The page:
Heineken set to appeal judgement to pay Maxam ltd 1.7 billion


Heineken International B.V has filled a memorandum of appeal against a high court judgement that ordered it to pay Kenyan company, Maxam limited Sh1. 7 billion for unlawful termination of their distributorship agreement.

The Dutch company argues that the judge erred in law and in fact by awarding excessive and unwarranted damages.

Through lawyer Phillip Nyachoti, Maxam sued Heineken through its affiliates Heineken East Africa import company limited and Heineken international B.V.

The appellants further argues that the learned judge also erred in law and in fact by failing to consider the express terms of the distributorship agreement.

“The learned judge erred in law and in fact by holding that the respondent had a legitimate expectation that the distributorship agreement would not been terminated,” states Heineken in the memorandum.

According to them the judge erred by failing to apply the provisions of the evidence act and ignoring the evidence they tendered in court.

Heineken wants the court of appeal to set aside the high court judgement and decree dated 29th July 2019.

High court restrained Heineken or it’s agents from terminating it’s distribution agreement dated 21st May 2013 between Maxam and Heineken East Africa relating to the distribution of Heineken Larger beer brand in Kenya contrary to the terms of the agreement.

The Dutch farm was also restrained from appointing any other distributor of the said beer in Kenya.

READ:Nairobi court orders Dutch Heineken to pay Kenyan firm sh 1.7 b for damages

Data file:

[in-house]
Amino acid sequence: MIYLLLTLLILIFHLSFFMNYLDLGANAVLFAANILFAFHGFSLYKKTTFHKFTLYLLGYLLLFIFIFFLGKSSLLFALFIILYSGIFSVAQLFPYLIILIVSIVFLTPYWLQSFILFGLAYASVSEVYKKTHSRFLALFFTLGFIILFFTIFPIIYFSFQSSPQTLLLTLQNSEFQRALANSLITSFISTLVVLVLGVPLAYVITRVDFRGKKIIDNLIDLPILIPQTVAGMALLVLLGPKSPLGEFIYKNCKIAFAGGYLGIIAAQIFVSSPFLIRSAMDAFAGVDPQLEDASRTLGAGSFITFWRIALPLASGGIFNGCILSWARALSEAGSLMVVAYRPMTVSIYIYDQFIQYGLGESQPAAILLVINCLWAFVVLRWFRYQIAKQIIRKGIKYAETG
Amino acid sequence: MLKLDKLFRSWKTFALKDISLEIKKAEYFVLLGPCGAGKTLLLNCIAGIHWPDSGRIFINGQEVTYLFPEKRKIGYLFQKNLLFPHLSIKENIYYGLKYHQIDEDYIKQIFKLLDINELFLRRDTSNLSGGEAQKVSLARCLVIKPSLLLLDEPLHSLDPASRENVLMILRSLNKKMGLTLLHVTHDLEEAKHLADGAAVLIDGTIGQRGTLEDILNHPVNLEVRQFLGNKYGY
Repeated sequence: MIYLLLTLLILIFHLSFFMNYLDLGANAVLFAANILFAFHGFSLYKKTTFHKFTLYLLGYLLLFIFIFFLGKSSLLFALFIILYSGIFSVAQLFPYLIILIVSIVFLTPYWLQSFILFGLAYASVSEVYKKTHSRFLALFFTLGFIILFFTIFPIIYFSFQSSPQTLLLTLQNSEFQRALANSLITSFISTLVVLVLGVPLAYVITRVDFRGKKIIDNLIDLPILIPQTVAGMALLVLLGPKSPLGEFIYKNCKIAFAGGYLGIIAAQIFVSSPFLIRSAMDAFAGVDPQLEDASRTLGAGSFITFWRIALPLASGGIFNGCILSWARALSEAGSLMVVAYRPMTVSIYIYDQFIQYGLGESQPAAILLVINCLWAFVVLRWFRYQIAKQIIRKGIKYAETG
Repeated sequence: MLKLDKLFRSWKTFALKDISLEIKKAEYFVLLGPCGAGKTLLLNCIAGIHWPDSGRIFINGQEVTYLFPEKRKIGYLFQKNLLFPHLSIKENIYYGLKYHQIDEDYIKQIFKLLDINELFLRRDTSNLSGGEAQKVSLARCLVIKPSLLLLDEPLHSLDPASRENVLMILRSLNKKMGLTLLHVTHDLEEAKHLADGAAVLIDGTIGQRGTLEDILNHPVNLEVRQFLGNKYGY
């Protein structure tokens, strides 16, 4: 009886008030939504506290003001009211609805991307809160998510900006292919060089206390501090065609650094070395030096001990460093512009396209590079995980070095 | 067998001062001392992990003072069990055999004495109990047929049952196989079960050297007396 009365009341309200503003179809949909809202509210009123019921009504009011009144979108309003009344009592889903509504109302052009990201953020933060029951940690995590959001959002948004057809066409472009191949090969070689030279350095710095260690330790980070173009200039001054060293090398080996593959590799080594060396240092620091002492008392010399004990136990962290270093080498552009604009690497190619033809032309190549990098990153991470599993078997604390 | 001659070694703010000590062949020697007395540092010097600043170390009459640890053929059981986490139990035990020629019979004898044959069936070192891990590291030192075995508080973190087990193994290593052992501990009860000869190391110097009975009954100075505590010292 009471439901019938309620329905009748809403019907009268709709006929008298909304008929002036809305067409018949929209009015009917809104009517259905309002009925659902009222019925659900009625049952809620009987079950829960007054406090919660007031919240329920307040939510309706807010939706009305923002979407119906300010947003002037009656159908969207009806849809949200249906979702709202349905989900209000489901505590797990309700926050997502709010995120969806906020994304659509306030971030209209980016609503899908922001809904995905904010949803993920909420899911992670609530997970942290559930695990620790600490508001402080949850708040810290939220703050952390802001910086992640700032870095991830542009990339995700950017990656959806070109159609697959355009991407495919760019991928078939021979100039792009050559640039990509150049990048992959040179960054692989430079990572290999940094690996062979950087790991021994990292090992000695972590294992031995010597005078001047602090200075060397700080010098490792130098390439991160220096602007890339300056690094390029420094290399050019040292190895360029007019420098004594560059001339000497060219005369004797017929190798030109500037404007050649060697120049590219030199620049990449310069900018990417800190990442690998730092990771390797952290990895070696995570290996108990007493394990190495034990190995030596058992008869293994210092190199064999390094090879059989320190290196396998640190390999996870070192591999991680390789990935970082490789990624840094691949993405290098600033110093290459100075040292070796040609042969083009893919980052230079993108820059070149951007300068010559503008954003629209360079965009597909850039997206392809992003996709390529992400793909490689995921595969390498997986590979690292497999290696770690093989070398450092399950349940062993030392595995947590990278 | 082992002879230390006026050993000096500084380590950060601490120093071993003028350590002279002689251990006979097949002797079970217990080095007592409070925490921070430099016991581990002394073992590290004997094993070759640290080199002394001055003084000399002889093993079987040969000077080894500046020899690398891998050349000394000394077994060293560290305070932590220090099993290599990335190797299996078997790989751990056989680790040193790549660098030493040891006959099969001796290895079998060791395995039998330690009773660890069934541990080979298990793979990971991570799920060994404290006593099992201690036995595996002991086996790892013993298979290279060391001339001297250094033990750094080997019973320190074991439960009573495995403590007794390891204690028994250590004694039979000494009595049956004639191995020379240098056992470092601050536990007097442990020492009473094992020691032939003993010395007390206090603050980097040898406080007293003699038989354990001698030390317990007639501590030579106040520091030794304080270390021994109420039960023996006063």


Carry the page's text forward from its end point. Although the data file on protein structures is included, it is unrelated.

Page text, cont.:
The judge declared the notice of termination dated 27th January 2016 from Heineken East Africa to Maxam is unlawful, irregular, unprocedural and the null and void ab initio.

“The circumstances of the breech special damages arose have been successfully demonstrated before this court and I find that there is no dispute that the plaintiff has now completely been driven out of business and lost their entire Heineken beer distribution. For that reason special damages would be the only award that would compel itself to this court” ruled the judge.

Nyachoti submitted that his client and the Dutch firm executed an agreement on 21st May 2013 for the distribution of the said beer which came into force effective date being 1st May 2013, to remain in force and effective until the end of the 3rd anniversary of the effective date.

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The lawyer added that the agreement was to be automatically extended for a period of one year and subsequent 1 year period unless terminated by either party by giving the other written notice of termination within three months of the 3rd anniversary of the effective date or one year extension.

The court heard that Heineken EA is now personally selling and distributing the beer directly to the market and at lower prices than those allowed to Maxam which is in itself a scheme to circumvent the court orders in place in favour of the plaintiff and to stifle the plaintiff’s business.

“Special damages or loss of business of sh1, 799,978,868 is awarded to the plaintiff” high court ruled.